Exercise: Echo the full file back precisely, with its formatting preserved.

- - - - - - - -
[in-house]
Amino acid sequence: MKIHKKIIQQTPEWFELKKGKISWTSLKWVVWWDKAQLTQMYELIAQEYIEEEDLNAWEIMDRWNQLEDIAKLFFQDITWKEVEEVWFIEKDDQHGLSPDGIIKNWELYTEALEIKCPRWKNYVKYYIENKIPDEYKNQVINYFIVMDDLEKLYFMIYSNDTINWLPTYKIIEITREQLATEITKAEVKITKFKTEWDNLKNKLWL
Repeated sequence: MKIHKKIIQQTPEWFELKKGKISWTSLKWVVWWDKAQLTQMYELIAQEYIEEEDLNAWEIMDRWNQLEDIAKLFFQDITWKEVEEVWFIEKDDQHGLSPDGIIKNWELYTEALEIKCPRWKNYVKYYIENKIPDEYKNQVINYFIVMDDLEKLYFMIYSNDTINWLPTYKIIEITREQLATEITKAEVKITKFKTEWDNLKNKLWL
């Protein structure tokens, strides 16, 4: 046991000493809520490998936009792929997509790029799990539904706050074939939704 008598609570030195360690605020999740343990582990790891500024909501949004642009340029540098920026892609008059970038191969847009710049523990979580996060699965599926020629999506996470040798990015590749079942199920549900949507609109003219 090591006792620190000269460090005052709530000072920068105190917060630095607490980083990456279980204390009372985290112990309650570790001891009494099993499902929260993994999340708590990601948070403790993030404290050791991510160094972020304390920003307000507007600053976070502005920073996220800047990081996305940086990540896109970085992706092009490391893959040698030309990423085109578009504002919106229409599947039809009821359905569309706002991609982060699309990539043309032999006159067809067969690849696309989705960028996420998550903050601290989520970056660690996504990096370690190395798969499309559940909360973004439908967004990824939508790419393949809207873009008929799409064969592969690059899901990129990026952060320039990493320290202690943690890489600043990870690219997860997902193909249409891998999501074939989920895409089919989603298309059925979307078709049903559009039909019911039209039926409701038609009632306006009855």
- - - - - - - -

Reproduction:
[in-house]
Amino acid sequence: MKIHKKIIQQTPEWFELKKGKISWTSLKWVVWWDKAQLTQMYELIAQEYIEEEDLNAWEIMDRWNQLEDIAKLFFQDITWKEVEEVWFIEKDDQHGLSPDGIIKNWELYTEALEIKCPRWKNYVKYYIENKIPDEYKNQVINYFIVMDDLEKLYFMIYSNDTINWLPTYKIIEITREQLATEITKAEVKITKFKTEWDNLKNKLWL
Repeated sequence: MKIHKKIIQQTPEWFELKKGKISWTSLKWVVWWDKAQLTQMYELIAQEYIEEEDLNAWEIMDRWNQLEDIAKLFFQDITWKEVEEVWFIEKDDQHGLSPDGIIKNWELYTEALEIKCPRWKNYVKYYIENKIPDEYKNQVINYFIVMDDLEKLYFMIYSNDTINWLPTYKIIEITREQLATEITKAEVKITKFKTEWDNLKNKLWL
């Protein structure tokens, strides 16, 4: 046991000493809520490998936009792929997509790029799990539904706050074939939704 008598609570030195360690605020999740343990582990790891500024909501949004642009340029540098920026892609008059970038191969847009710049523990979580996060699965599926020629999506996470040798990015590749079942199920549900949507609109003219 090591006792620190000269460090005052709530000072920068105190917060630095607490980083990456279980204390009372985290112990309650570790001891009494099993499902929260993994999340708590990601948070403790993030404290050791991510160094972020304390920003307000507007600053976070502005920073996220800047990081996305940086990540896109970085992706092009490391893959040698030309990423085109578009504002919106229409599947039809009821359905569309706002991609982060699309990539043309032999006159067809067969690849696309989705960028996420998550903050601290989520970056660690996504990096370690190395798969499309559940909360973004439908967004990824939508790419393949809207873009008929799409064969592969690059899901990129990026952060320039990493320290202690943690890489600043990870690219997860997902193909249409891998999501074939989920895409089919989603298309059925979307078709049903559009039909019911039209039926409701038609009632306006009855």